"I moved to Greenwich Village at 18 in 1946. I was lucky. In New York the arts were fermenting. The abstract school of painting was taking off. There were poets and off- Broadway was getting started."
For the next 10 years he supported himself with odd jobs - delivering telegrams for Western Union, working at Bloomingdale's and at Schermer Music. "I let poor students steal books," he says, still with a hint of triumph in his voice.
And he wrote.
When asked who his early influences were he mentions Bill Flannagan, his roommate for nine of those first 10 Greenwich Village years: "He knew much more than I did. And I met my elders who were creative people.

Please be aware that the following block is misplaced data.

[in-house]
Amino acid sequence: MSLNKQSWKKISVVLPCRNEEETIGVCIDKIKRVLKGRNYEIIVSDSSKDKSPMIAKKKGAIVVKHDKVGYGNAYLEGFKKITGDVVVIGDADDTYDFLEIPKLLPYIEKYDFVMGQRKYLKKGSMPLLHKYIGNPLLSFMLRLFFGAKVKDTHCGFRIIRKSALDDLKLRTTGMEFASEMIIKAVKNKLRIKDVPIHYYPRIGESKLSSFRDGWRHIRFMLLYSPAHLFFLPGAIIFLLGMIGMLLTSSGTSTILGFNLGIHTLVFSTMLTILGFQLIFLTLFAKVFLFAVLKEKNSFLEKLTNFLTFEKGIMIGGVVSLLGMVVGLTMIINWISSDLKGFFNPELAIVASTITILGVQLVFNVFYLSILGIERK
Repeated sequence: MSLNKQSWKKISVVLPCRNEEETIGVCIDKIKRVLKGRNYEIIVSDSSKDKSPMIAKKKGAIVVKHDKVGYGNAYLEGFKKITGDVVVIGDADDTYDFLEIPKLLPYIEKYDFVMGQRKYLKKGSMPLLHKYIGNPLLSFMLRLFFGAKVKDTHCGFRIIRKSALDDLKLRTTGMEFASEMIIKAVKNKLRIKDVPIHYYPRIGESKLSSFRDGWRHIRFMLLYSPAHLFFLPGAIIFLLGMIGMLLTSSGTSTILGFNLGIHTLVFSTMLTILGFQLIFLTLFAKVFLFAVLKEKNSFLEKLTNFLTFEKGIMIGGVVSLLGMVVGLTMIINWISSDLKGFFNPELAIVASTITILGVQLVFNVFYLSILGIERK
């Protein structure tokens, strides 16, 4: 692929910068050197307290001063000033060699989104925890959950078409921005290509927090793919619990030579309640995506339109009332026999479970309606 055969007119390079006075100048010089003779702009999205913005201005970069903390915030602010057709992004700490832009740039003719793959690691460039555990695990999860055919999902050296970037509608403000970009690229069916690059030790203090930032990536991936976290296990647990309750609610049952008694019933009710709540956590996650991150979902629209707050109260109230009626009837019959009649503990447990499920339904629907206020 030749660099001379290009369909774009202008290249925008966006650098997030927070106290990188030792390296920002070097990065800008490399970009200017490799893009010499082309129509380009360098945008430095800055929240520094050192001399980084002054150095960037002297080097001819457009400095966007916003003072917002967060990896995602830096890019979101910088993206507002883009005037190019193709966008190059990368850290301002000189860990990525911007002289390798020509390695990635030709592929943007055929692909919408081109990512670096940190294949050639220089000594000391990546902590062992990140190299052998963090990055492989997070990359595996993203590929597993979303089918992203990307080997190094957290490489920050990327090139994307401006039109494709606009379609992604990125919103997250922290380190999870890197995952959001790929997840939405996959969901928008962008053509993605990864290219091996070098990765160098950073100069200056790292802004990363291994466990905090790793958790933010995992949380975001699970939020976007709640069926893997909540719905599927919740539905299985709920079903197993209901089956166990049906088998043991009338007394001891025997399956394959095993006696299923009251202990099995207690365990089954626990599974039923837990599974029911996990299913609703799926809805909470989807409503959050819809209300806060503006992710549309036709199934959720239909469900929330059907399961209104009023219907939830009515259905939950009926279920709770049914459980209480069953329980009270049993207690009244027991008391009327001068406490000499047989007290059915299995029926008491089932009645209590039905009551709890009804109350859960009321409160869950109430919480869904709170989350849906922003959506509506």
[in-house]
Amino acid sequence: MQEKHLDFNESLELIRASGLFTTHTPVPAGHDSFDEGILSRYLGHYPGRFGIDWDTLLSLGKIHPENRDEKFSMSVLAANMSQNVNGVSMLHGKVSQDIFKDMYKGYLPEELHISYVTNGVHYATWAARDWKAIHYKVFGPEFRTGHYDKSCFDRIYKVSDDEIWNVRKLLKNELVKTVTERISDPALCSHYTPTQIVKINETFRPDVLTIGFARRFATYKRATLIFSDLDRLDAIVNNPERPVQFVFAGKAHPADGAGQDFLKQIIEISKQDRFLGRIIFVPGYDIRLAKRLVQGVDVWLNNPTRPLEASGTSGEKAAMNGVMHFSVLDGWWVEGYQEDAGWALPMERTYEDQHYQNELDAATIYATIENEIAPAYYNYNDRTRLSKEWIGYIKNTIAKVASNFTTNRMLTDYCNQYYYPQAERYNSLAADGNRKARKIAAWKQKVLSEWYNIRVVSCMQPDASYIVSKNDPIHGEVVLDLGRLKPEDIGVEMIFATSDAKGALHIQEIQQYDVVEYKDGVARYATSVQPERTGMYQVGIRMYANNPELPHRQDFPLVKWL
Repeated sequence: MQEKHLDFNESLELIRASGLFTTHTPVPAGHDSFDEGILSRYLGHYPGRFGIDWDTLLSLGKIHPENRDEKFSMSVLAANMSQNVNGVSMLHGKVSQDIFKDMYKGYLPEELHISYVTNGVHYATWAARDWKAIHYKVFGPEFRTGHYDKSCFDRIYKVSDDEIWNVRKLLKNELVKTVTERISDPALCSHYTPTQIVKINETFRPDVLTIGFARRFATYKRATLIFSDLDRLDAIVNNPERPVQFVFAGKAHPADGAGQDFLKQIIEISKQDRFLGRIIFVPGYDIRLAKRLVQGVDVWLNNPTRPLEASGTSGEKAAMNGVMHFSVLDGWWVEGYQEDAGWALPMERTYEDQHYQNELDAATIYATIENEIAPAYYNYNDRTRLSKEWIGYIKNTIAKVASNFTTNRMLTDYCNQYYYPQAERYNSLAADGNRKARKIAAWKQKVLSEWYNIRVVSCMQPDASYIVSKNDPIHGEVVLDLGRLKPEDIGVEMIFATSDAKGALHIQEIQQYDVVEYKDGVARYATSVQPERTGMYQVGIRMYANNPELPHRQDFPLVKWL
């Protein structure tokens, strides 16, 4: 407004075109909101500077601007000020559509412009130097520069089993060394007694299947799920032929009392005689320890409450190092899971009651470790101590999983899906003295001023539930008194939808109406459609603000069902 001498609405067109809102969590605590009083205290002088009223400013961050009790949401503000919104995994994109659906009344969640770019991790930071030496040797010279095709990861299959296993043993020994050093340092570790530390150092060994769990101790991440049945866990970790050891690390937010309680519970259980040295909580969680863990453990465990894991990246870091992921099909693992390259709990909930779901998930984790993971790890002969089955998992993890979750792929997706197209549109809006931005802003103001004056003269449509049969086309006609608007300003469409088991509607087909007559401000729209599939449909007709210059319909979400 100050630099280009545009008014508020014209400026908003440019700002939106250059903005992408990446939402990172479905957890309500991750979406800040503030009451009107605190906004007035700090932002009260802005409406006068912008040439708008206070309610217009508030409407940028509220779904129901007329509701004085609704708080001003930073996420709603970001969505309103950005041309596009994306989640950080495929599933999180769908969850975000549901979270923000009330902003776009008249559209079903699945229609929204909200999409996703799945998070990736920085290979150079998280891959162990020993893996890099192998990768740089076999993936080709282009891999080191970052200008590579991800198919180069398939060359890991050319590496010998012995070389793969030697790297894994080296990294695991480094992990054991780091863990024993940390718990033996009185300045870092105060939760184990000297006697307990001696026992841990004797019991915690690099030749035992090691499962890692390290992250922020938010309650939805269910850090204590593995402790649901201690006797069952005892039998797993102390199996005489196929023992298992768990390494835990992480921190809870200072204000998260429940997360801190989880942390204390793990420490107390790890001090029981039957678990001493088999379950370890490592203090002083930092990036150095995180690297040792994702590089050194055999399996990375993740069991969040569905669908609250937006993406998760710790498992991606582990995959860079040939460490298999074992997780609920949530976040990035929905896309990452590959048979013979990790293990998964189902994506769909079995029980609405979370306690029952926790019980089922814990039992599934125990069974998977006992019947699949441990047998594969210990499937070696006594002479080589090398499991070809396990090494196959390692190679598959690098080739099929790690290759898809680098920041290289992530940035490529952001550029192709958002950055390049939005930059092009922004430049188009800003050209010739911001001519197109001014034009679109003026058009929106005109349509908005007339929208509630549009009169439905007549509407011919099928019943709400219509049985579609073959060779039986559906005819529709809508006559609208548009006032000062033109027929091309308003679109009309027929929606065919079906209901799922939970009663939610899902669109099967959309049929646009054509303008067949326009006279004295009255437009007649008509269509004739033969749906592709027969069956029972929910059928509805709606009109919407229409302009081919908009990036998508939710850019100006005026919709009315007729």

"But in playwriting I had no mentors. Chekhov, Brecht, Beckett and Pirandello. I studied with them, I suppose," he says referring to early 20th-century dramatists.
His first play, "The Zoo Story" was first produced in Berlin in German, a language he didn't speak in 1959; it opened in New York a year later.
His second play was "The Death of Bessie Smith" (which the Firehouse Theatre will produce in conjunction with Albee's appearance here) followed by "The American Dream," "Who's Afraid of Virginia Woolf" and "Tiny Alice." For "A Delicate Balance" and "Seascape" he won Pulitzer prizes in 1967 and 1975.
Of "A Delicate Balance," he says it opened to mediocre reviews, but during its 1995 Broadway revival, "It got raves, although it wasn't a better production. It's a pity not to get [positive notices] the first time. If we only had a brighter group of critics."